Warning: I’m about to cheat. I’m not normally a cheater, but today is different, and for good reason. First, though, a confession: I don’t watch television and I very rarely go to the movies. Consequently, as much as I’d like to, I haven’t a chance when it comes to choosing a recognizable current actor to play the part of Wallace Hartman, the female police detective who is the lead character in my two recent mysteries, Dark River Rising and River of Secrets. That said, I remember very well an experience I had after I finished an early draft of the first book. The manuscript contained very little physical description of Wallace. After my wife read it, I asked her who she thought Wallace looked like. Her answer took me completely by surprise: “She looks like me.” At that moment, I made a conscious decision to keep Wallace’s physical appearance rather vague. My thinking was that if, by keeping the description to a minimum, readers could more easily identify with the character, then who was I to get in the way. With the exception of the following, the books are bereft of clues as to Wallace’s appearance: she’s five-seven, in her mid- to late-thirties, white, dark shoulder-length hair, and a bit on the athletic side. Here’s the cheat: I couldn’t possibly name anyone to play the part, but if you’re in the mood to play casting director, please send your suggestions to me at:
Visit Roger Johns's website.

The Page 69 Test: Dark River Rising.

--Marshal Zeringue

Thursday, September 20, 2018

Paula Munier's "A Borrowing of Bones"

Paula Munier is the author of the bestselling Plot Perfect, The Writer’s Guide to Beginnings, Writing with Quiet Hands, and Fixing Freddie: A True Story of a Boy, a Mom, and a Very, Very Bad Beagle. She was inspired to write A Borrowing of Bones by the hero working dogs she met through Mission K9 Rescue, her own Newfoundland retriever mix rescue Bear, and a lifelong passion for crime fiction.

Here Munier dreamcasts an adaptation of A Borrowing of Bones:
Someone once said that it takes six real people to create one well-rounded character. Mine are true composites in that way. But when I think of casting them in the movies, I can usually come up with an actress or an actor I think could inhabit my characters with grace and dignity and power.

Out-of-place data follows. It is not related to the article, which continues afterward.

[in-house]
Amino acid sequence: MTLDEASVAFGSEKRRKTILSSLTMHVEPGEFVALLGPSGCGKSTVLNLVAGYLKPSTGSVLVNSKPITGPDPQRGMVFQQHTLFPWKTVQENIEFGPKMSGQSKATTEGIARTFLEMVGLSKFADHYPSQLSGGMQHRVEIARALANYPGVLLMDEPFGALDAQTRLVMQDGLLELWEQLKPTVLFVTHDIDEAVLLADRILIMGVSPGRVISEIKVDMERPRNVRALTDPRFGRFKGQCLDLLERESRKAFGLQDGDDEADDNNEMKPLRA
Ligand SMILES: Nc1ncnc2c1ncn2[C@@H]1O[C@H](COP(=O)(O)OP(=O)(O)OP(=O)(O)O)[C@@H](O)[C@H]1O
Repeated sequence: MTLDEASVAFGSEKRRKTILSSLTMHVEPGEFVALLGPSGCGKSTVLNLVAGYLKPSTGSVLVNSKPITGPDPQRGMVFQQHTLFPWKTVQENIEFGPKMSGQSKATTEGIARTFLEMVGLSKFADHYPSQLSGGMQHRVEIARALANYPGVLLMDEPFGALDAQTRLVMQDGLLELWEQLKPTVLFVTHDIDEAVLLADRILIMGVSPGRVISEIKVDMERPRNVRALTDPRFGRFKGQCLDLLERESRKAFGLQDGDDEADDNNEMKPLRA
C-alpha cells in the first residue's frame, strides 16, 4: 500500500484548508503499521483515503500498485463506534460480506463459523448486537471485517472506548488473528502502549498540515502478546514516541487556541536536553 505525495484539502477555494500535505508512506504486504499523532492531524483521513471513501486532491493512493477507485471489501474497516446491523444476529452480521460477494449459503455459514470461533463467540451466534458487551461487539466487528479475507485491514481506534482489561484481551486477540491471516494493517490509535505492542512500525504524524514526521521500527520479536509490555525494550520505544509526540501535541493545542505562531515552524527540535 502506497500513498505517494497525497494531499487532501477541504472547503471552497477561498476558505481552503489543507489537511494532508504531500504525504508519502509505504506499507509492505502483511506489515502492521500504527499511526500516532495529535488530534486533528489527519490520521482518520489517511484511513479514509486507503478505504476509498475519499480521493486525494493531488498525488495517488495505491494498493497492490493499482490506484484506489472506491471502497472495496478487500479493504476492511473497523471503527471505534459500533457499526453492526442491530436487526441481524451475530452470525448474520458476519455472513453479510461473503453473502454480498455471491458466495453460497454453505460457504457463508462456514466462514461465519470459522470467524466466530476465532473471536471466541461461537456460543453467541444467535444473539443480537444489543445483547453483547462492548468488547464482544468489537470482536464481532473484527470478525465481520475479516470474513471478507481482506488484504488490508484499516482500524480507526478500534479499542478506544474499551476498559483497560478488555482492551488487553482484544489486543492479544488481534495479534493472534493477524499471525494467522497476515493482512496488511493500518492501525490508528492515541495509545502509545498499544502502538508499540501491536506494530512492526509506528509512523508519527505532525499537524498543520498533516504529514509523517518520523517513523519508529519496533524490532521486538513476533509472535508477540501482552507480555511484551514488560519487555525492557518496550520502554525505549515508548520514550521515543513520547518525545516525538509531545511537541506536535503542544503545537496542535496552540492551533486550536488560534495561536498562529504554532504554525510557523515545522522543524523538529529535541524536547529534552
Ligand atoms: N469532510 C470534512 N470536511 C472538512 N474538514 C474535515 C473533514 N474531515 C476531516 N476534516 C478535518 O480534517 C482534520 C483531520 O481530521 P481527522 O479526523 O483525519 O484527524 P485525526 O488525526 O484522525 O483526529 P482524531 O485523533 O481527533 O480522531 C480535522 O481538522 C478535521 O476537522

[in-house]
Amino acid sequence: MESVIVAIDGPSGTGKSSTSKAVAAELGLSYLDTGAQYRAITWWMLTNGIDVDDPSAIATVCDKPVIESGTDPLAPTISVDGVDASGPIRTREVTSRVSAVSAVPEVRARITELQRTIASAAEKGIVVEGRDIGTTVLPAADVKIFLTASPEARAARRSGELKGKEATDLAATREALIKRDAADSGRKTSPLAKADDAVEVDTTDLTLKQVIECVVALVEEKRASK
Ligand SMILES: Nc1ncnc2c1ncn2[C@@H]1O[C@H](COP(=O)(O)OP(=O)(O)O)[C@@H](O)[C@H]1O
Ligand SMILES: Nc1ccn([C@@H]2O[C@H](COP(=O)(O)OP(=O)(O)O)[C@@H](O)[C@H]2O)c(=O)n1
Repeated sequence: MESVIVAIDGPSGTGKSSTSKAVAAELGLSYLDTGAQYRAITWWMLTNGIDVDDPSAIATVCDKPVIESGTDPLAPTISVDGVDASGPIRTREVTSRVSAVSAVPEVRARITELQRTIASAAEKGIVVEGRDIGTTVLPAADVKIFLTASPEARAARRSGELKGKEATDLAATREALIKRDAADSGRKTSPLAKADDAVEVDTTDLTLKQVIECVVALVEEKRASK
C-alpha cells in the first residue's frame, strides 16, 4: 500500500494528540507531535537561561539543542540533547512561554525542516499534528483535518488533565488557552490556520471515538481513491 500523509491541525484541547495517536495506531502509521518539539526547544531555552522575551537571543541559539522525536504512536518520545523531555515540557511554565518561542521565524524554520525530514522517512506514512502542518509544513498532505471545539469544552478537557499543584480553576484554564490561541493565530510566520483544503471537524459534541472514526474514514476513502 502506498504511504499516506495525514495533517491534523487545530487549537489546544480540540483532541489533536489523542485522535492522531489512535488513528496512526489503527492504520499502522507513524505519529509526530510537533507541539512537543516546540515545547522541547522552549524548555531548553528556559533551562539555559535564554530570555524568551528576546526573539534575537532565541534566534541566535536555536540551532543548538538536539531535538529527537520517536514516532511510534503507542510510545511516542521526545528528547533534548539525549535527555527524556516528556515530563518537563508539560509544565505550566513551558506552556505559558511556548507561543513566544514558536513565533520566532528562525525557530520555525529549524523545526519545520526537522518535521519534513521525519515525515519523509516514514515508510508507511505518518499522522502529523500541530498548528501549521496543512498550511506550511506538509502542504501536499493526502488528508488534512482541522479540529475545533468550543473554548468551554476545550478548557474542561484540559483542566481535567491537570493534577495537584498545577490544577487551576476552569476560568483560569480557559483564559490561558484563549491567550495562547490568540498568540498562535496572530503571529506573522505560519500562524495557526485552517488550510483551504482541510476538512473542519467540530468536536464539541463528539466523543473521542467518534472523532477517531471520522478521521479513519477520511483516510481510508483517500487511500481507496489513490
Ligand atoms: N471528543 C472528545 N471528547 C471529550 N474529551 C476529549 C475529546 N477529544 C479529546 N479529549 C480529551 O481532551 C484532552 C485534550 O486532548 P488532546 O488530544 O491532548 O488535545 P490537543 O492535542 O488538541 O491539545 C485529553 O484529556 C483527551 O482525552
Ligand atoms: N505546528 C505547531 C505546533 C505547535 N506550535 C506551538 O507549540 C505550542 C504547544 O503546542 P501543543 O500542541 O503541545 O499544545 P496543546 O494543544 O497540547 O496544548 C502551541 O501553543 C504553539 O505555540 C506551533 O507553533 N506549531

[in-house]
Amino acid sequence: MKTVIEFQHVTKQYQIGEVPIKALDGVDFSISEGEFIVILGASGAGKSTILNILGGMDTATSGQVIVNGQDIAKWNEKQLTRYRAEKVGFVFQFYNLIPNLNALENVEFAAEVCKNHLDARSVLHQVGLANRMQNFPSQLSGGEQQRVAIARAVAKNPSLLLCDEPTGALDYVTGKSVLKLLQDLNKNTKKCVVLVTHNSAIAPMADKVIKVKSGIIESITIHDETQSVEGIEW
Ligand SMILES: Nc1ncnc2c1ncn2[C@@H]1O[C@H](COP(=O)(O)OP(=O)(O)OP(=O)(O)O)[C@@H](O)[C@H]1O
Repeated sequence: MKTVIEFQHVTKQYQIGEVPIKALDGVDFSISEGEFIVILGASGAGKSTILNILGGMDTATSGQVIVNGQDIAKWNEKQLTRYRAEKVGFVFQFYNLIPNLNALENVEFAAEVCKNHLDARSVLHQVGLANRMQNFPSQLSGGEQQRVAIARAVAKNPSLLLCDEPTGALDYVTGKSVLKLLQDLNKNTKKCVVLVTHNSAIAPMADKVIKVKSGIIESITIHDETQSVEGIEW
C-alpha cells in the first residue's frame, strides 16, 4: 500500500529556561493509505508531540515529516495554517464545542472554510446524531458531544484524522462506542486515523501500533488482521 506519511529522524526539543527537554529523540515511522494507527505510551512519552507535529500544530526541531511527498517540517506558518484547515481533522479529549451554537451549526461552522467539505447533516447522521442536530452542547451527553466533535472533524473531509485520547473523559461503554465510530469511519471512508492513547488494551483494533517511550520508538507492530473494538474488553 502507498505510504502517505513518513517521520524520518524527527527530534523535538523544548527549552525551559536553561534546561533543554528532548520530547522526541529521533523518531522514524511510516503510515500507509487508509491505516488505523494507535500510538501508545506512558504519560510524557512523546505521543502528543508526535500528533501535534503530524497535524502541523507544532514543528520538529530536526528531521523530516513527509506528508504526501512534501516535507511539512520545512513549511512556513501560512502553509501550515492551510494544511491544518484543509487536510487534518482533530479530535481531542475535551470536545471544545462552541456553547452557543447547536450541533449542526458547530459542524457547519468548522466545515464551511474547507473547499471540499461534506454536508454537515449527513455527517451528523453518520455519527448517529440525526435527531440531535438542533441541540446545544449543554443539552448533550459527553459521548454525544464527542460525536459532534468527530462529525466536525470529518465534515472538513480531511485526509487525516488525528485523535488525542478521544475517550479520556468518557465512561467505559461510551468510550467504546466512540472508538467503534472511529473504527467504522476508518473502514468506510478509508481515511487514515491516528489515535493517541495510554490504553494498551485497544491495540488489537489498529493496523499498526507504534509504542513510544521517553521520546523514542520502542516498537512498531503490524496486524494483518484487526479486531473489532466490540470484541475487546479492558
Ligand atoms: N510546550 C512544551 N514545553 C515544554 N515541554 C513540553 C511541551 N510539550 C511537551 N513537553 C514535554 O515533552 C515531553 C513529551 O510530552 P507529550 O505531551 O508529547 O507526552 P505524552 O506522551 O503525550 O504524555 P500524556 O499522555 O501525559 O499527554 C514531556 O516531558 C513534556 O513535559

Mercy Carr, the heroine of my Mercy and Elvis series, is a former Army MP who was wounded in Afghanistan. She’s attractive, but she's also tough physically, mentally, and emotionally. I think an actor like Jessica Chastain or Mireille Enos could play Mercy, as they are both beautiful redheads who manage to play tough characters credibly. They play strong women well, and that's what Mercy is: a strong woman.

Vermont game warden Troy Warner is character who's good looking in that sort of boy-next-door way. He has an open face and a guarded soul. Someone like Scott Eastwood, son of Clint Eastwood, and a good actor in his own right, could play Troy. Captain Thrasher, Troy 's superior officer, is a former Marine and the handsomest man in Vermont (which he considers a sort of curse). I think of him as a cross between Jesse Williams and Idris Elba: a tough guy with a good heart.

As for the dogs: Elvis, the bomb-sniffing Belgian shepherd, was inspired by the military working dogs I met through Mission K9 Rescue. He’s a fierce and worthy companion for Mercy. Susie Bear, the search-and-rescue dog who accompanies Troy Warner on his patrols in the Vermont wilderness, was inspired by our own rescue dog, a Newfoundland-Retriever mix named Bear. He is the happiest dog in the world, and accordingly, Susie Bear is cheerful and hard-working. I don’t know any actor dogs, but they’d have to be as swell as the dogs who inspired my hero dog characters.
Visit Paula Munier's website.

--Marshal Zeringue

Tuesday, September 18, 2018

Catharine Riggs's "What She Gave Away"

Catharine Riggs is a former banker, educator and nonprofit executive. What She Gave Away, her first work of psychological suspense, features an outsider with a dark past and a bitter grudge who moves to a wealthy beachside community only to find herself enmeshed in the secrets of her boss and his hapless wife.

Here Riggs dreamcasts an adaptation of What She Gave Away:
The movie question is fun…film rights anyone? I am a seat-of-the-pants writer so the characters morph as I go along. I create a storyboard once I commence the second draft and the characters are fixed in my head. Picturing an actress to play Kathi, the weight-obsessed, middle-aged, inebriated housewife with a penchant for denial was not difficult. Early on I settled on Nicole Kidman, a talented actress who has the ability to morph into a variety of roles.

Casting Crystal was not so easy. She’s a plus-size millennial who owns her looks and takes no prisoners in life. I finally settled on Christina Schmidt who is not model thin and seems to have the right ‘in your face’ attitude.

As for the leading men, I envision Brad Pitt playing the part of suave conman Arthur Van Meter and Robert Downey Jr. as Kathi’s cheating husband, Richard Wright.
Visit Catharine Riggs's website.

--Marshal Zeringue

Sunday, September 16, 2018

Clare Mulley's "The Women Who Flew For Hitler"

Clare Mulley is an award-winning biographer, and contributes to various historical and current affairs journals, TV and radio.

Her latest book, The Women Who Flew for Hitler (2017), is a joint biography of two extraordinary women whose skills put them at the heart of the Third Reich but whose choices meant they ended their lives on opposite sides of history.

Here Mulley dreamcasts an adaptation of The Women Who Flew for Hitler: